An Illustrated history & description Of Schools in the 18th & 19th Centurys.

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Noah Webster and his Spelling-book 175
Until the Grammatical Institute became The Elementary Spelling-book in 1829, the usual binding consisted of a back of leather and sides of thin oaken boards pasted over with a dull blue paper. Blue paper of a somewhat brighter tint was used on the later editions, and the speller was often spoken of as " The Old Blue-back." Up to the time of the Elementary, the cover was entirely without letter­ing. The sheets were held together and fastened into the cover by means of two strands of tape that pierced the folds of paper a quarter inch from the back, and the book opened very stubbornly. In fact it could" never be induced to be outspread flat unless the tape was severed. The paper was coarse, the ink poor, and the print varied from muddy blackness to a faint illegibility.
For the first two or three years that the children attended school, during the earlier decades of the Republic, Webster's speller was their chief text­book. Not only was it primer and spelling-book combined, but there was a formidable introduction containing an " Analysis of Sounds in the English Language," to be learned word for word. The Analysis begins with this definition : —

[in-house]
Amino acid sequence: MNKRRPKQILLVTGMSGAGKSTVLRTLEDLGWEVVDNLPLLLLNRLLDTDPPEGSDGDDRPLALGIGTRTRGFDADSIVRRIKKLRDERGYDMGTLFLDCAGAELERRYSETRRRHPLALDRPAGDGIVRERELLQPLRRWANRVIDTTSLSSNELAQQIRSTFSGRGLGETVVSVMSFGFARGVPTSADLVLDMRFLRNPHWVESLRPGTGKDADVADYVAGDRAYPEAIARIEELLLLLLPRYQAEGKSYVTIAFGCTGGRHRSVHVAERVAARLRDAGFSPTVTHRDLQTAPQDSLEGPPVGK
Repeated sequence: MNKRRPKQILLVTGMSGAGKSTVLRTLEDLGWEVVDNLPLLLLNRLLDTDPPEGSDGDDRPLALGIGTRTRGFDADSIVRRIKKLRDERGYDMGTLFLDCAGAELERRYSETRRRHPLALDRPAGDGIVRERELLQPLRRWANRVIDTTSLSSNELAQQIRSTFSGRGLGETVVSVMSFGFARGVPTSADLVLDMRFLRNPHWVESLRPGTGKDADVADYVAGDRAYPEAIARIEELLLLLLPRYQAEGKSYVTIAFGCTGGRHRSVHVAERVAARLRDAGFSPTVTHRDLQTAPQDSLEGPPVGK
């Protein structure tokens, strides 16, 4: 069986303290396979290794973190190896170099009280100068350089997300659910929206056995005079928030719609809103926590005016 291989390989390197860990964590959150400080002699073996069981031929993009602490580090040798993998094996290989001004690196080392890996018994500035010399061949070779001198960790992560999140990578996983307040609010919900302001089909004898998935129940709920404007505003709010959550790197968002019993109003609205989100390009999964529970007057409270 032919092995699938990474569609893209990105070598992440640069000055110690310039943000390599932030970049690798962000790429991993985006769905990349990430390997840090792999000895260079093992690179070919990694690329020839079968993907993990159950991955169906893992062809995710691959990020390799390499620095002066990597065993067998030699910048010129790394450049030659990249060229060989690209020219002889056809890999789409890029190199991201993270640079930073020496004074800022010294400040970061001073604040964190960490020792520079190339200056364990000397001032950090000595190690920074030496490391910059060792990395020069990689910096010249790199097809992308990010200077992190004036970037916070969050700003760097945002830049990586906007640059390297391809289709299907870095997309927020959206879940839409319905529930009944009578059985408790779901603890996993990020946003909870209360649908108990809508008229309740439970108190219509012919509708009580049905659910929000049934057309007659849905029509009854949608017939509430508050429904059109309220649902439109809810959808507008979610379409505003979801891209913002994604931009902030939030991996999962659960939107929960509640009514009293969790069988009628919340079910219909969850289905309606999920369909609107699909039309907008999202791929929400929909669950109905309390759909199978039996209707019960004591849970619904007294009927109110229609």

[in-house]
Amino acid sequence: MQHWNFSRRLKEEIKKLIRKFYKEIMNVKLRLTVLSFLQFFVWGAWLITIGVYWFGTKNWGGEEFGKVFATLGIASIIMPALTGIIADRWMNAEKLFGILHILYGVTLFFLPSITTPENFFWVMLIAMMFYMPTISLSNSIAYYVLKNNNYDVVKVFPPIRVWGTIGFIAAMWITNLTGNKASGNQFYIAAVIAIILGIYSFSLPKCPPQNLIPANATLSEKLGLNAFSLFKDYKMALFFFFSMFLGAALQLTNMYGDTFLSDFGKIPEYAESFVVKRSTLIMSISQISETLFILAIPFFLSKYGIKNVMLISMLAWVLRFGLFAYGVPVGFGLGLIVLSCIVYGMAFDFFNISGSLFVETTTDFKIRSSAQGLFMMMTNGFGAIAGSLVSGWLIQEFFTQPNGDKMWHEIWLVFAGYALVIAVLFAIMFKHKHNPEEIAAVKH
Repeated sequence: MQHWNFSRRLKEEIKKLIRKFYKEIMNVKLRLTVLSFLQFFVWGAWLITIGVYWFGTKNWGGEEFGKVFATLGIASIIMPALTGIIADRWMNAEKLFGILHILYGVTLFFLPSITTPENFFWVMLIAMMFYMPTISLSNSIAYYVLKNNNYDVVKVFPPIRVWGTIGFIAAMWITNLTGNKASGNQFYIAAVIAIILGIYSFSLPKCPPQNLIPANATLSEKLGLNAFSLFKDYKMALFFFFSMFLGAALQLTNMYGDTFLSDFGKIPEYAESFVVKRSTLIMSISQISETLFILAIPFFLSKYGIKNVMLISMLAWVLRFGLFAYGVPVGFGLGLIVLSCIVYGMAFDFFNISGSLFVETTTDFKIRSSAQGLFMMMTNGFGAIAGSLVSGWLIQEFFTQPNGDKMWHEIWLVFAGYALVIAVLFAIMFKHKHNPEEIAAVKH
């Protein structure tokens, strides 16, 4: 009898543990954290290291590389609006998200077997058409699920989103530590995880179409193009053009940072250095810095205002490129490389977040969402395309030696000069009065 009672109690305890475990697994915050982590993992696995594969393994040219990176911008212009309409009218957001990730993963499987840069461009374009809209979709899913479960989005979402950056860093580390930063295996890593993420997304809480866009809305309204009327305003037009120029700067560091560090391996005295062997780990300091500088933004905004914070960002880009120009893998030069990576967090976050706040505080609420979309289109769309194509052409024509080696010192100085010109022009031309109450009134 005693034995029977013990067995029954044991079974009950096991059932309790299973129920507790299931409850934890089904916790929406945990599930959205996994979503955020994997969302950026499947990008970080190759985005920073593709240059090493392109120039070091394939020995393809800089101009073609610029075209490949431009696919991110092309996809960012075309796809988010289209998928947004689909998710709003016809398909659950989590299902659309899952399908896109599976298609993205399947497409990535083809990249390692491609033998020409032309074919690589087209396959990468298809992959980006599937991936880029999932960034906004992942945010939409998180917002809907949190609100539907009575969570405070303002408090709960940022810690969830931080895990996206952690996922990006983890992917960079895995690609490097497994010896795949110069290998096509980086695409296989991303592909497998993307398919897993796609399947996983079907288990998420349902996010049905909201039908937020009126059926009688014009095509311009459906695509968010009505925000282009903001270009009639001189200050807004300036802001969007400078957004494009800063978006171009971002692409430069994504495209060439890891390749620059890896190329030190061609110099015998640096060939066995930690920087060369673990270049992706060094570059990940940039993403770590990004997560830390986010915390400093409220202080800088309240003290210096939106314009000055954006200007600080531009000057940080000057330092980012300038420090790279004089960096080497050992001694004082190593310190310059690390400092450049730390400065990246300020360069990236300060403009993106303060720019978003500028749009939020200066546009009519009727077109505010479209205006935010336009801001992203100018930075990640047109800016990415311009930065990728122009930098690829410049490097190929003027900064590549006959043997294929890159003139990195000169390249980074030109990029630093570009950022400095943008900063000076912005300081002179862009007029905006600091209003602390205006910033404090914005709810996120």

Language or speech is the utterance of articulate sounds or voices, rendered significant by usage, for the expression and communication of thoughts.
The rest of the explanations were in the same vein. Of course they failed to convey their meaning to the child mind, and the teacher offered no elucidation.
After the introduction there was a page devoted
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